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Newsom Announces Sweeping New Stay-at-Home Order

Gov. Gavin Newsom on Thursday announced a sweeping new stay-at-home order that will force the shutdown of many businesses and activities in vast regions across California where hospital intensive care units are nearing capacity due to soaring COVID-19 rates.

Health officials, Newsom said, will track ICU capacity in five regions the state has designated as the Bay Area, Northern California, the greater Sacramento region, the San Joaquin Valley and Southern California.

The order will go into effect for an entire region  for at least three weeks within 48 hours of that region’s overall hospital ICU capacity dropping below 15%.

The order mandates the closure of a wide swath of businesses and activities, akin to those forced to close during the first statewide shutdown in March.

Businesses that must close when the order is triggered include:

Hair salons Indoor recreation centers Movie theaters Bars and wineries Personal care services Museums Outdoor playgrounds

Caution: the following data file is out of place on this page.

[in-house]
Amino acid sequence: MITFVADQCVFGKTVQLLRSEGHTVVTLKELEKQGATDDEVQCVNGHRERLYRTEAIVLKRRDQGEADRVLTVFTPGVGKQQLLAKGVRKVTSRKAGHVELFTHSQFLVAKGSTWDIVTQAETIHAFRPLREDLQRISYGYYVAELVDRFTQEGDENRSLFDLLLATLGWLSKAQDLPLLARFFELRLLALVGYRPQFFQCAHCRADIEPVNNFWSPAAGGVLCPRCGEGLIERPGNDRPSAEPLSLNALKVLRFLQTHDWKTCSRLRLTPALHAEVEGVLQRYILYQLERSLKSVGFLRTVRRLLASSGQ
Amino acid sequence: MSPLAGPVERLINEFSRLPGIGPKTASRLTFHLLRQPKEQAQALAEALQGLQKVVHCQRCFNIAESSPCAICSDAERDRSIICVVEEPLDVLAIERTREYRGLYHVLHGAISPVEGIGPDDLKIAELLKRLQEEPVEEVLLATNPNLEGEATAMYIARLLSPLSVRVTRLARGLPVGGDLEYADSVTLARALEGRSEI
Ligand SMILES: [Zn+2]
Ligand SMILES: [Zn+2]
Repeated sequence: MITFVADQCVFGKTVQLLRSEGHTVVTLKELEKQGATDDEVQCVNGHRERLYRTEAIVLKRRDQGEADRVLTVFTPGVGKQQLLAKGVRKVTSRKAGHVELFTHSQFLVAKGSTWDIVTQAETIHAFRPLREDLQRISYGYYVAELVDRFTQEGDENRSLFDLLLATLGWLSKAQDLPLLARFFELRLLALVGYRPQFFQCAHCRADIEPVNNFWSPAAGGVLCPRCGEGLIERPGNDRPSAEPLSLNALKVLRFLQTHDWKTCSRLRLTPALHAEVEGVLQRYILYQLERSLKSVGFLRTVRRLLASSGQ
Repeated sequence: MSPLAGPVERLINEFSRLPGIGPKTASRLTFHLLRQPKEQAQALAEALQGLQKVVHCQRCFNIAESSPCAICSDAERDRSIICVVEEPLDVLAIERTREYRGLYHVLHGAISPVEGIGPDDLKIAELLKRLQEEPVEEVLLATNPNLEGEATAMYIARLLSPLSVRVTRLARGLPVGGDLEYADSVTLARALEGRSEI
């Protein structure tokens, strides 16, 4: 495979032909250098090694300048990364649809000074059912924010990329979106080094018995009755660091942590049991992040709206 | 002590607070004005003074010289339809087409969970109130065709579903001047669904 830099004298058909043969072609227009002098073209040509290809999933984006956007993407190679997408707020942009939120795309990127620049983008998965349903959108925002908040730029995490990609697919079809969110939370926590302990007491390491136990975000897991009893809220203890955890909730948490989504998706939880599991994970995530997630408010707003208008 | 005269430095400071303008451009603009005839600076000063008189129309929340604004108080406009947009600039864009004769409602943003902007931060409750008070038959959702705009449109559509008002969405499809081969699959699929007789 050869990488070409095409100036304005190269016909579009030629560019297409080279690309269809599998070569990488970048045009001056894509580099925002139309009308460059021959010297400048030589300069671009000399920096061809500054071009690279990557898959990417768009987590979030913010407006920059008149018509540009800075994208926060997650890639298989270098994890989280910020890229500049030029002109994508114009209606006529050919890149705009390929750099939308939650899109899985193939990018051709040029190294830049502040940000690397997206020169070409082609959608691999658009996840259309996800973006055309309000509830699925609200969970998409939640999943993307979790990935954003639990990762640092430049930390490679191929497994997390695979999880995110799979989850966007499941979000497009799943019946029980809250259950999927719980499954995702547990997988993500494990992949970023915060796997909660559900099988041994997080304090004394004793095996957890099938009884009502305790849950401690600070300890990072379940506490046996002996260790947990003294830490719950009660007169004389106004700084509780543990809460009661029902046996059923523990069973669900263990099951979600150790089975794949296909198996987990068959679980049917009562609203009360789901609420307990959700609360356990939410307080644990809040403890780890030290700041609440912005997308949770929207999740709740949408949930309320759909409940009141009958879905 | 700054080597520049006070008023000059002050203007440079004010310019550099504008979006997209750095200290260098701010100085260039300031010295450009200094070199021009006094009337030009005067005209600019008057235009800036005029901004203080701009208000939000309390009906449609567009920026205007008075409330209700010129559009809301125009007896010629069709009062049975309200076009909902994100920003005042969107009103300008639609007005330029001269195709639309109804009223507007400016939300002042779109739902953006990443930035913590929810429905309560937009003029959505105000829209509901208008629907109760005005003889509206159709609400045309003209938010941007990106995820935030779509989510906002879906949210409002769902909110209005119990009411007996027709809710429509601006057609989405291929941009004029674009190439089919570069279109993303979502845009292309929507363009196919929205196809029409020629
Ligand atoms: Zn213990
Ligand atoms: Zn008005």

Restaurants will only be allowed to offer take-out and delivery service – even outdoor dining will be prohibited – and occupancy at grocery stores and other retail outlets will be reduced to 20% capacity. Additionally, the order restricts all nonessential travel. As it currently stands, the order does not impact schools — those that are currently open can remain so.

None of the five regions currently meet the threshold to trigger the order, Newsom said, but all are projected to reach it within days except the Bay Area, where the order will likely take effect by mid-December.

Individual counties will be eligible to emerge from their regional order after three weeks if their hospital ICU capacity, projected four weeks out, increases to at least 15%, at which point they will go back to the color-coded reopening tier system the state has been using. But the chances of that happening anytime soon is slim, Newsom said, anticipating that the entire state will likely remain under the order into early 2021.

Read the full story and explore a map showing Caifornia’s ICU capacity here.

—Matthew Green (@MGreenKQED)

Copyright 2020 KQED